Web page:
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Colnago V4Rs



Stunning performance and handling, though you're paying a premium for the Colnago badge
Geometry makes it a dream to ride fast
Impressively responsive
Surprisingly comfortable
Good tyre clearance
Reassuringly expensive
Contact: Recommends

This product has been selected to feature in recommends. That means it's not just scored well, but we think it stands out as special. Go to recommends

At every product is thoroughly tested for as long as it takes to get a proper insight into how well it works. Our reviewers are experienced cyclists that we trust to be objective. While we strive to ensure that opinions expressed are backed up by facts, reviews are by their nature an informed opinion, not a definitive verdict. We don't intentionally try to break anything (except locks) but we do try to look for weak points in any design. The overall score is not just an average of the other scores: it reflects both a product's function and value – with value determined by how a product compares with items of similar spec, quality, and price.

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Colnago's V4Rs is a peloton-ready road race machine focusing on stiffness, lightness and comfort, with a smidgeon of aerodynamic tweaks thrown in for good measure. The highlight of the ride is that it isn't a handful to live with in the steering department, meaning that us mere mortals can push this bike hard through the bends and come out the other side with a grin on our faces.

Looking for marginal gains? Check out our guide to the best aero road bikes.


Search 'V4Rs' and you'll see that it's ridden by UAE Team Emirates and has carried a certain Tadej Pogacar to many victories so far this year, so it certainly has some pedigree. But pro-level bikes don't necessarily translate to those who don't race or those who don't at least ride very fast, especially on the descents. The handling is often very quick, bordering on twitchy, designed for being chucked down a mountain pass at ridiculously high speeds.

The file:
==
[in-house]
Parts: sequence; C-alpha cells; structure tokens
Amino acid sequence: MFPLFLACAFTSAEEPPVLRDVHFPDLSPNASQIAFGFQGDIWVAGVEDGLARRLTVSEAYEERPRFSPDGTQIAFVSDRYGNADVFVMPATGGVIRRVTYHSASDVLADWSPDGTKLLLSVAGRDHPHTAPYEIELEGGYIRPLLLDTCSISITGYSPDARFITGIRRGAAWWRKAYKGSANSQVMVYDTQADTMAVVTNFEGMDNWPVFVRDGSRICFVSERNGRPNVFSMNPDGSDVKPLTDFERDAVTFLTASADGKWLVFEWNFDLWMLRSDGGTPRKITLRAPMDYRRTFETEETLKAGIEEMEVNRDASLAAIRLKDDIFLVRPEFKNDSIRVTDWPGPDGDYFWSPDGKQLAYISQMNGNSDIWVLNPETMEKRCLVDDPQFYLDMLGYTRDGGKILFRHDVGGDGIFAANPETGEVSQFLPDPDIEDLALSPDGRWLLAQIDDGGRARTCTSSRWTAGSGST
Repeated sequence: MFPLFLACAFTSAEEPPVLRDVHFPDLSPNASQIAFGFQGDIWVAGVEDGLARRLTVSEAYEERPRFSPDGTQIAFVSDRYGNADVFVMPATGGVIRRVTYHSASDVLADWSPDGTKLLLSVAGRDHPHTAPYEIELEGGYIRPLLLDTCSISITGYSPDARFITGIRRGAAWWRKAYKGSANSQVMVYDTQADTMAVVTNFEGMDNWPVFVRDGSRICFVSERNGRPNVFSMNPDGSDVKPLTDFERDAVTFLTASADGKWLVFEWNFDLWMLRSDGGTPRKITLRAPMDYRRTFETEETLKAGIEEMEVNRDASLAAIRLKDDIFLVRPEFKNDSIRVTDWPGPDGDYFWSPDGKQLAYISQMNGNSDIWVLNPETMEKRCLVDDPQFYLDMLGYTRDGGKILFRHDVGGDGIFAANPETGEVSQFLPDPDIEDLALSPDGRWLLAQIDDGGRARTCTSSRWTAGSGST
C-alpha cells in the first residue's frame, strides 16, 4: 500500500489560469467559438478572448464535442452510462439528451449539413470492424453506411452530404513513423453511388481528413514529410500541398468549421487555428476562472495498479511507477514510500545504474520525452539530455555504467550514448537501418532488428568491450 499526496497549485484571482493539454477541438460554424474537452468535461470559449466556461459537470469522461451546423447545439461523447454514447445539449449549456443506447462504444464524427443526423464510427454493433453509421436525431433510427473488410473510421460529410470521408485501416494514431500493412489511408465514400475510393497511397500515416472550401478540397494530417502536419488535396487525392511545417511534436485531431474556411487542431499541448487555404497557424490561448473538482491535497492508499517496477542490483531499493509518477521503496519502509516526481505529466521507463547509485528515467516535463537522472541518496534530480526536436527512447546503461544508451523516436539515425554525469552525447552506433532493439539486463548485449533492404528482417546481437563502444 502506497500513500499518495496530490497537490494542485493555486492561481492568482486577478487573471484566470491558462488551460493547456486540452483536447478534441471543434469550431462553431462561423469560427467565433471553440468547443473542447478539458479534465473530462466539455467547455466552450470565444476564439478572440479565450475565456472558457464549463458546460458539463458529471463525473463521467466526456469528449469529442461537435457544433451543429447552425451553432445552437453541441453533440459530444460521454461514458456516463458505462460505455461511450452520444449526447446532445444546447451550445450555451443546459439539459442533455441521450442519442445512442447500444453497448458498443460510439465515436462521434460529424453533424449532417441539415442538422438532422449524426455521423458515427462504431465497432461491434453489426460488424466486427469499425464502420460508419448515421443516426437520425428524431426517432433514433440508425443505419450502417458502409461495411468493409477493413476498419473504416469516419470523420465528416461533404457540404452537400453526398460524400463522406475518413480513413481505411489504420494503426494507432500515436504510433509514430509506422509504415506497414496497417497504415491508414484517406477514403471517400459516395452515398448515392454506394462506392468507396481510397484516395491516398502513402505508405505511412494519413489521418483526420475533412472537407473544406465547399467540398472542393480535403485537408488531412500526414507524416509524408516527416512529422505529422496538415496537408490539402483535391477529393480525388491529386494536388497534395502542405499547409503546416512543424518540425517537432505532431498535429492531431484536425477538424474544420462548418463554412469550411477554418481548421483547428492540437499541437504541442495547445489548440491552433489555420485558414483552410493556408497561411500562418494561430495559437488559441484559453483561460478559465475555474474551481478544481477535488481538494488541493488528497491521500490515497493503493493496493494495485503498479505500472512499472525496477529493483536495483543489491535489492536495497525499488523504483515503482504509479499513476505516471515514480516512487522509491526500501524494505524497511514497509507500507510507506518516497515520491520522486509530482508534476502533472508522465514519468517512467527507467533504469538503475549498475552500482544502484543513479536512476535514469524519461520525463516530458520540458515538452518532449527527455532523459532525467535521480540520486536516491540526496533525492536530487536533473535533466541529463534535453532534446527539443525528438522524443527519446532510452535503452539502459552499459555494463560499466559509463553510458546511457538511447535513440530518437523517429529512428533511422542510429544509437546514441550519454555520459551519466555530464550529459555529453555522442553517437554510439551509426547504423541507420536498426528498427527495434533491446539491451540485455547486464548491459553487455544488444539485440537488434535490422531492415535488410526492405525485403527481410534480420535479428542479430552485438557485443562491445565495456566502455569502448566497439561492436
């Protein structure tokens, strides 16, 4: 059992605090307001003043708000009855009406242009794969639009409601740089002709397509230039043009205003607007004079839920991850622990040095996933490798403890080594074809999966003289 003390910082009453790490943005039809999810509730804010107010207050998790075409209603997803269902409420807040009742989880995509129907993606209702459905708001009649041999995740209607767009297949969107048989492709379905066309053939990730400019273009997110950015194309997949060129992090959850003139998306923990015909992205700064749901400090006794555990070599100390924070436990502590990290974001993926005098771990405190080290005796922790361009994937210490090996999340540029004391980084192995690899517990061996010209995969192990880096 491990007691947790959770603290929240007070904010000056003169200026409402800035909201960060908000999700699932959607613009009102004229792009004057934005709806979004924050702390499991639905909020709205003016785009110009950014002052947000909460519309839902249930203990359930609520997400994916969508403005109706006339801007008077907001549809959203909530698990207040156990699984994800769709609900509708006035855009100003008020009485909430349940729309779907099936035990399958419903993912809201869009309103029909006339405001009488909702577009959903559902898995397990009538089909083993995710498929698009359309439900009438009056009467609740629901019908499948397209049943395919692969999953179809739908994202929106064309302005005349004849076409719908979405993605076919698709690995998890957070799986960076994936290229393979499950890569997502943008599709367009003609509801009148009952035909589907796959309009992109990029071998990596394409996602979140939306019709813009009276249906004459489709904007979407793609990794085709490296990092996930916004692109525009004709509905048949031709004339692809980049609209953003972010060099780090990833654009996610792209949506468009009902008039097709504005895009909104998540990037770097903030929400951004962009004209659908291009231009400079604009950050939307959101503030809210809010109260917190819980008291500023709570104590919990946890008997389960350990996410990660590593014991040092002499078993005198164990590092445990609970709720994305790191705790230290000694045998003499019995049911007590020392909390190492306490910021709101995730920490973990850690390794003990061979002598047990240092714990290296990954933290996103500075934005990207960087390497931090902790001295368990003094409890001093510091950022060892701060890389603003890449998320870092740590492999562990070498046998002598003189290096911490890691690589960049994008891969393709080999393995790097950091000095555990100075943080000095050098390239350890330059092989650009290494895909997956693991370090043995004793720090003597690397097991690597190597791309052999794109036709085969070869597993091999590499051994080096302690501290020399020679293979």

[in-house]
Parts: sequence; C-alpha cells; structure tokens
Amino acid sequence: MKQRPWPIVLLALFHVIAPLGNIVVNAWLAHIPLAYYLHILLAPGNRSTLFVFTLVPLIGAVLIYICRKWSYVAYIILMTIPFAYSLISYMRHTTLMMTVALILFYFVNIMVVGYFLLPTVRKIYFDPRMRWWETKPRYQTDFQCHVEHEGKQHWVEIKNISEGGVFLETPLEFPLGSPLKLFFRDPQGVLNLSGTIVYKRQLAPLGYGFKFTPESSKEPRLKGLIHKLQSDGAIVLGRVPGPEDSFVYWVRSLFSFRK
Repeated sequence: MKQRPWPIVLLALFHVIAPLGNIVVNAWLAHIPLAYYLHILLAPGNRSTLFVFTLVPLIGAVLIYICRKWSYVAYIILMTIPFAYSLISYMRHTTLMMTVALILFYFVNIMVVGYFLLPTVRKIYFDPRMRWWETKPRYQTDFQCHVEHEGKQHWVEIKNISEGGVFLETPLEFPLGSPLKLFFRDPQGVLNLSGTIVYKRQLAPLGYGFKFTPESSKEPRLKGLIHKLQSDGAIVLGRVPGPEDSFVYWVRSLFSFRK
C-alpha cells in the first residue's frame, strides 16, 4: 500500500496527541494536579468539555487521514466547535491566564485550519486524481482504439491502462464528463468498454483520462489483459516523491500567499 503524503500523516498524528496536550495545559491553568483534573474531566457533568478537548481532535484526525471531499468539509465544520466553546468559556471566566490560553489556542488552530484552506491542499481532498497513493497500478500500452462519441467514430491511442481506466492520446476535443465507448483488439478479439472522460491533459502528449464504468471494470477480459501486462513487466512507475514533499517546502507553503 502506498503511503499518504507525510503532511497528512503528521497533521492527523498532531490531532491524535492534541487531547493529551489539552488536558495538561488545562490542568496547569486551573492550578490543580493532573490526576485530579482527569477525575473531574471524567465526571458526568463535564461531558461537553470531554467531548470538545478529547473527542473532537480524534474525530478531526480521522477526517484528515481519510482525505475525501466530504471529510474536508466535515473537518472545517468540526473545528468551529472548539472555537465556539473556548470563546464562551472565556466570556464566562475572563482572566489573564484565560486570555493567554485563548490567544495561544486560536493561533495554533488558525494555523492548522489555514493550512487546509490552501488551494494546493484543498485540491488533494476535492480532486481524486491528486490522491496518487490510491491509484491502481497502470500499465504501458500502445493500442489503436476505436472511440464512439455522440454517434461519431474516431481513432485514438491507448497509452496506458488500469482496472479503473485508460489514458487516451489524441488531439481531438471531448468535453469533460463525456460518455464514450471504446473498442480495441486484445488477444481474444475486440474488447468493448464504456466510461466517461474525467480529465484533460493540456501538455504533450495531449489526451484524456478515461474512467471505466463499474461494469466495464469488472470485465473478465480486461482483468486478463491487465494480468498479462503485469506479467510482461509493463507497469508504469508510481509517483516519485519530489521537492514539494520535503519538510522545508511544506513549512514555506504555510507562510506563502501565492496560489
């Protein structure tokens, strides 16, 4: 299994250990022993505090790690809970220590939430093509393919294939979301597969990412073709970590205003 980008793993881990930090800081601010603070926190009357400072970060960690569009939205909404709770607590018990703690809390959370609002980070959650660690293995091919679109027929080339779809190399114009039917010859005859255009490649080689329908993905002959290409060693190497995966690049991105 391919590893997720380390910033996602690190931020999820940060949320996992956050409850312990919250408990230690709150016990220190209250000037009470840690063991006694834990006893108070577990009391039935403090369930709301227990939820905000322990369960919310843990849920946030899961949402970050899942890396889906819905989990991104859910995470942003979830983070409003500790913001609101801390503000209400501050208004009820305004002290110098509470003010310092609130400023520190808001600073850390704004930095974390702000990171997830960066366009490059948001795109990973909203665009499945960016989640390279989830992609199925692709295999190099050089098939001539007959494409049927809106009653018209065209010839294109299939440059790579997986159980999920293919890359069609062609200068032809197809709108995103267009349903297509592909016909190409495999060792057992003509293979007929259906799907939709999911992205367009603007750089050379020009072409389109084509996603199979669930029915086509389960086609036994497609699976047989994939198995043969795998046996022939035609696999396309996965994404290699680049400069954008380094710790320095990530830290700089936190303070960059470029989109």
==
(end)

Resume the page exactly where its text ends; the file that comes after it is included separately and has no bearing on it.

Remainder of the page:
The V4Rs is capable of that – very capable indeed. It's one of the most surefooted bikes I've put down the technical descent that I use for testing the handling on every road bike coming in for review. The geometry (I'll go into the full figures later on) is low slung, and definitely performance orientated, but the front end isn't overly steep, which brings a touch of neutrality to the handling.

2023 Colnago V4Rs - riding 2.jpg

When pushing hard through off-camber sections or clipping the apex through chicanes at speed, the Colnago feels very tight, very precise and very direct. With a light grasp of the bar and with a bit of flex in your elbows and knees you can just let the V4Rs go, and it feels planted.

It responds well to hard braking, too, when slowing before you head into a bend, and even if you have to scrub off a bit more speed mid-bend or change your line, the Colnago never feels flustered.